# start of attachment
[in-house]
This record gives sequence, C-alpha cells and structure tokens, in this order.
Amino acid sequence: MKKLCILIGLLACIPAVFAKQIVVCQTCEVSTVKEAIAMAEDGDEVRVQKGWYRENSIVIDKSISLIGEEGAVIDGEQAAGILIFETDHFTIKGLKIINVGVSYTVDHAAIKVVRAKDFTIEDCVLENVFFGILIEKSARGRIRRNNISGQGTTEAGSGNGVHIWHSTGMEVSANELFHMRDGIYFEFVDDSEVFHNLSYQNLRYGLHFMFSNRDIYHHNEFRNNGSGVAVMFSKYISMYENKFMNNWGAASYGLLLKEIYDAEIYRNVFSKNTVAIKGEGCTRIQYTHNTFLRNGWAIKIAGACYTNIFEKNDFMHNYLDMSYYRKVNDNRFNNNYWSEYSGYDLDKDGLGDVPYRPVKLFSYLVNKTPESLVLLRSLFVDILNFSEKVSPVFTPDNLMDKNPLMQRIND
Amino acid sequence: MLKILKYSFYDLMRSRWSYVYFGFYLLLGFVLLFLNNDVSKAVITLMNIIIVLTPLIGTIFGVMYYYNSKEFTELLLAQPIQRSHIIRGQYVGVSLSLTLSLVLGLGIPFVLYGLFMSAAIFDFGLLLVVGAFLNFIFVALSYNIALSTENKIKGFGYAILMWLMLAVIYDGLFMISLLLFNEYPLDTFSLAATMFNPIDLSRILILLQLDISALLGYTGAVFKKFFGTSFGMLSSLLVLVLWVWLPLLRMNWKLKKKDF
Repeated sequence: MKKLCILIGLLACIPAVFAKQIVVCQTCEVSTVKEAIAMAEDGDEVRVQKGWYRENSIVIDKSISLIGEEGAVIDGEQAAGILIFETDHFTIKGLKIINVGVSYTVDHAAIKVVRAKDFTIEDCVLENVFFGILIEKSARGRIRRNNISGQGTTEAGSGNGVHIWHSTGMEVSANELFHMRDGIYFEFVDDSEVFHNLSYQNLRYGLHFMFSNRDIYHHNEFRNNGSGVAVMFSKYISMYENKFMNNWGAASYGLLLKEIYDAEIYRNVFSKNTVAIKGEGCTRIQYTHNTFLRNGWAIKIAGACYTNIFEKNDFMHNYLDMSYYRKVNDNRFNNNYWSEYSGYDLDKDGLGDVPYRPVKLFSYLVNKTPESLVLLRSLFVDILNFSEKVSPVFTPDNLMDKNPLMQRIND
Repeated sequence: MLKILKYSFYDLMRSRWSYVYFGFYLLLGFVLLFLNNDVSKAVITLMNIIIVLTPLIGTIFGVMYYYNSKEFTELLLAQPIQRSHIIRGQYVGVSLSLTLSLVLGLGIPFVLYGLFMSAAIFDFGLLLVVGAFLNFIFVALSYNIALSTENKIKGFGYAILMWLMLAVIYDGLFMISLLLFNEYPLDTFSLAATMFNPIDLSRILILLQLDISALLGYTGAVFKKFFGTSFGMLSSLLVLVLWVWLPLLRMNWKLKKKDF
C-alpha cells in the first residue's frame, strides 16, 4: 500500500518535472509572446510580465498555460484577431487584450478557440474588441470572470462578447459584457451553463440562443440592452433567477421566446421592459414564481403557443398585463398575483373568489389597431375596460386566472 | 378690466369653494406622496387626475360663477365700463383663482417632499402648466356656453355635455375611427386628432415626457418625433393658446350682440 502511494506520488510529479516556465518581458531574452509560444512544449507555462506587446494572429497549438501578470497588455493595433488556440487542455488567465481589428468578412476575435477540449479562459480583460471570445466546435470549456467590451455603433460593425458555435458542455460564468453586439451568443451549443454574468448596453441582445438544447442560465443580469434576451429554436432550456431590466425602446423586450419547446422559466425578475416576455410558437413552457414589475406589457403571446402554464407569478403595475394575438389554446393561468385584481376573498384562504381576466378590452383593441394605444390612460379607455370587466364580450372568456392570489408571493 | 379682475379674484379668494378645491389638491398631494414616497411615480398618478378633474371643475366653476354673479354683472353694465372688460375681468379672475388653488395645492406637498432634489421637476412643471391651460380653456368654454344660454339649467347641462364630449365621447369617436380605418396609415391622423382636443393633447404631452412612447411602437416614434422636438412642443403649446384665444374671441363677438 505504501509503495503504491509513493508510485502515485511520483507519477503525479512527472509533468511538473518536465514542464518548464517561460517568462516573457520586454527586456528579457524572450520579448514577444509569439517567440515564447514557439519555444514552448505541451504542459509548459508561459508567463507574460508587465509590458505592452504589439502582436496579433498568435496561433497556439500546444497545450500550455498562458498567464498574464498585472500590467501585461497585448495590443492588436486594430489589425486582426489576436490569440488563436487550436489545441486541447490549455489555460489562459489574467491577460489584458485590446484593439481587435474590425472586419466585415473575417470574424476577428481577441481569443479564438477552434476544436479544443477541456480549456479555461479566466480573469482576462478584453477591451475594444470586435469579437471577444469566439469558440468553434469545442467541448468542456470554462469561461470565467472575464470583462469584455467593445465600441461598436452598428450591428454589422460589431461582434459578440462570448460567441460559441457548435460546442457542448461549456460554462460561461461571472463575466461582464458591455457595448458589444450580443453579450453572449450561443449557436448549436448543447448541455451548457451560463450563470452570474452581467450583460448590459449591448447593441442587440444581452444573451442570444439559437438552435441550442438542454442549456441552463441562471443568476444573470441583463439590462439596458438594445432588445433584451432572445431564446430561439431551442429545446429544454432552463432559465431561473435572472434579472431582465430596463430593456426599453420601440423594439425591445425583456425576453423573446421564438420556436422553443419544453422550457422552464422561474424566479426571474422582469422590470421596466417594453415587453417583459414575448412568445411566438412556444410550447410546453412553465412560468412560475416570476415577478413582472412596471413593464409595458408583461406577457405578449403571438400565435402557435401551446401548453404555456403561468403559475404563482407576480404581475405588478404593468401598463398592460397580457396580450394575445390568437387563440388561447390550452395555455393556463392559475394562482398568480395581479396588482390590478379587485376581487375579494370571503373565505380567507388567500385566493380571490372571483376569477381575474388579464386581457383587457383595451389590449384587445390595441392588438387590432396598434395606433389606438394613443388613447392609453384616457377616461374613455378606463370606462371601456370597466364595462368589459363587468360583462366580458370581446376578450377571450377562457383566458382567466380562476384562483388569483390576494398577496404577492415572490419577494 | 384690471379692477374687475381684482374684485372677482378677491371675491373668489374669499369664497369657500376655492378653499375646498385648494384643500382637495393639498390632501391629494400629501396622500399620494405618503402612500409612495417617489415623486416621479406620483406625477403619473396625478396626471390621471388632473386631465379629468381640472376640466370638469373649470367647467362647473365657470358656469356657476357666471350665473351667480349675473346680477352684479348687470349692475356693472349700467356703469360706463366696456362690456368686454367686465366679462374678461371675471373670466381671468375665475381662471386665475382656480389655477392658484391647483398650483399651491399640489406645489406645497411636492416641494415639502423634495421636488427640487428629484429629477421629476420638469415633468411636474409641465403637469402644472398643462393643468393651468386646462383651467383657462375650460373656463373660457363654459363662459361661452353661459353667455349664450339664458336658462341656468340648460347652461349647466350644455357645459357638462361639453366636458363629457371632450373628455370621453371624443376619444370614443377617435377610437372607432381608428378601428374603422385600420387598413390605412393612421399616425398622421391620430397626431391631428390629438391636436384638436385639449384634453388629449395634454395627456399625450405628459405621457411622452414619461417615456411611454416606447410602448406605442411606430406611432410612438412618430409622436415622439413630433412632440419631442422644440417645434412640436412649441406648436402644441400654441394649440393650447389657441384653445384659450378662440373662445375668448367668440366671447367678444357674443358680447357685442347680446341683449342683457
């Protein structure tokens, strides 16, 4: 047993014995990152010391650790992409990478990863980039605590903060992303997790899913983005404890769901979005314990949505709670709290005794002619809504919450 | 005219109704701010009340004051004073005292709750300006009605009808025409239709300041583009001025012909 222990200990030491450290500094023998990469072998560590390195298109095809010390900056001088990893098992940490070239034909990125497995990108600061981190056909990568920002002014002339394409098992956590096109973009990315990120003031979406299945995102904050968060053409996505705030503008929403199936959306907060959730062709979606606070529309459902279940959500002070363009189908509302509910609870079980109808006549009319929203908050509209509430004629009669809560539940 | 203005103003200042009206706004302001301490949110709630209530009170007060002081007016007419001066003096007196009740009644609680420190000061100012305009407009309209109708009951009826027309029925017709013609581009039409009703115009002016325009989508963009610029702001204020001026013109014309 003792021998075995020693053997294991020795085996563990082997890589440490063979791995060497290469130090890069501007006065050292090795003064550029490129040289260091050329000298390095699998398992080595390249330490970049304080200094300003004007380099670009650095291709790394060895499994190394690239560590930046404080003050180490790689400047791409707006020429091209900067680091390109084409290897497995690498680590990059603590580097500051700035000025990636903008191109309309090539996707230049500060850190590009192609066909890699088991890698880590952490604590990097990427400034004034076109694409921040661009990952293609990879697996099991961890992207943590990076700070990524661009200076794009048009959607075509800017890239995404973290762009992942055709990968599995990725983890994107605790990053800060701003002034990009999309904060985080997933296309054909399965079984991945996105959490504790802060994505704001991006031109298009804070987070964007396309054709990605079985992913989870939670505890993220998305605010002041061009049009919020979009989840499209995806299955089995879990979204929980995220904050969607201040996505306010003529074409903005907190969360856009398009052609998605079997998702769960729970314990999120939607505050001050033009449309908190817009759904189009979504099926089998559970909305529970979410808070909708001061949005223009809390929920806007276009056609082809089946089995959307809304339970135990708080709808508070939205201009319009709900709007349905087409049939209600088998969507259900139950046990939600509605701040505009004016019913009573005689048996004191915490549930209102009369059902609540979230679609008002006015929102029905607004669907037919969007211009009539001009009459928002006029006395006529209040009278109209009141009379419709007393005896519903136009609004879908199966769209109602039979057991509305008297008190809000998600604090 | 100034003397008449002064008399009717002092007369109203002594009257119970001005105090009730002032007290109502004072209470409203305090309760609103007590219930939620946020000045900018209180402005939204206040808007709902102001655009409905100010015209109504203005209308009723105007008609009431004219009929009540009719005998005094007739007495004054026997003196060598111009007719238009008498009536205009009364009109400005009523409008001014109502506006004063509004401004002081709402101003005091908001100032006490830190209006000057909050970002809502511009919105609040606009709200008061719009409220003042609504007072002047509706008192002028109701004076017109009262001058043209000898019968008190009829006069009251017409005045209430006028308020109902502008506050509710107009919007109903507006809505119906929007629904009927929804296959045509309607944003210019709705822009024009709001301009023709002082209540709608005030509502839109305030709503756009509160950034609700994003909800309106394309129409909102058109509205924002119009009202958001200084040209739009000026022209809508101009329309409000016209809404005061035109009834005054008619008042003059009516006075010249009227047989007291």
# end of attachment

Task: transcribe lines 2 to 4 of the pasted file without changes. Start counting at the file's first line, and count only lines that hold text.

This record gives sequence, C-alpha cells and structure tokens, in this order.
Amino acid sequence: MKKLCILIGLLACIPAVFAKQIVVCQTCEVSTVKEAIAMAEDGDEVRVQKGWYRENSIVIDKSISLIGEEGAVIDGEQAAGILIFETDHFTIKGLKIINVGVSYTVDHAAIKVVRAKDFTIEDCVLENVFFGILIEKSARGRIRRNNISGQGTTEAGSGNGVHIWHSTGMEVSANELFHMRDGIYFEFVDDSEVFHNLSYQNLRYGLHFMFSNRDIYHHNEFRNNGSGVAVMFSKYISMYENKFMNNWGAASYGLLLKEIYDAEIYRNVFSKNTVAIKGEGCTRIQYTHNTFLRNGWAIKIAGACYTNIFEKNDFMHNYLDMSYYRKVNDNRFNNNYWSEYSGYDLDKDGLGDVPYRPVKLFSYLVNKTPESLVLLRSLFVDILNFSEKVSPVFTPDNLMDKNPLMQRIND
Amino acid sequence: MLKILKYSFYDLMRSRWSYVYFGFYLLLGFVLLFLNNDVSKAVITLMNIIIVLTPLIGTIFGVMYYYNSKEFTELLLAQPIQRSHIIRGQYVGVSLSLTLSLVLGLGIPFVLYGLFMSAAIFDFGLLLVVGAFLNFIFVALSYNIALSTENKIKGFGYAILMWLMLAVIYDGLFMISLLLFNEYPLDTFSLAATMFNPIDLSRILILLQLDISALLGYTGAVFKKFFGTSFGMLSSLLVLVLWVWLPLLRMNWKLKKKDF